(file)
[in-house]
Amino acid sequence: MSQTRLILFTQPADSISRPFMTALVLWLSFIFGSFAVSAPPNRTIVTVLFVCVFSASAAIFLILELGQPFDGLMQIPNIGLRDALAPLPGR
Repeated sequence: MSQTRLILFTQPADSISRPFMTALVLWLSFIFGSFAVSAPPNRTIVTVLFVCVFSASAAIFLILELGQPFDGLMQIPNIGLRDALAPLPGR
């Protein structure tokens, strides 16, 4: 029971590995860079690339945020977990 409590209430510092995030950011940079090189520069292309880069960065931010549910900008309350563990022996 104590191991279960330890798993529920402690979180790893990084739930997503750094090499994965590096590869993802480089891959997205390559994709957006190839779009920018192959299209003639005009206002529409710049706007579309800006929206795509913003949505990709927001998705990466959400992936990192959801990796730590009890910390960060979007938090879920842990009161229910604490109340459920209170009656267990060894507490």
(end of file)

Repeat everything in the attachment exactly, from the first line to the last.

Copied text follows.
[in-house]
Amino acid sequence: MSQTRLILFTQPADSISRPFMTALVLWLSFIFGSFAVSAPPNRTIVTVLFVCVFSASAAIFLILELGQPFDGLMQIPNIGLRDALAPLPGR
Repeated sequence: MSQTRLILFTQPADSISRPFMTALVLWLSFIFGSFAVSAPPNRTIVTVLFVCVFSASAAIFLILELGQPFDGLMQIPNIGLRDALAPLPGR
């Protein structure tokens, strides 16, 4: 029971590995860079690339945020977990 409590209430510092995030950011940079090189520069292309880069960065931010549910900008309350563990022996 104590191991279960330890798993529920402690979180790893990084739930997503750094090499994965590096590869993802480089891959997205390559994709957006190839779009920018192959299209003639005009206002529409710049706007579309800006929206795509913003949505990709927001998705990466959400992936990192959801990796730590009890910390960060979007938090879920842990009161229910604490109340459920209170009656267990060894507490």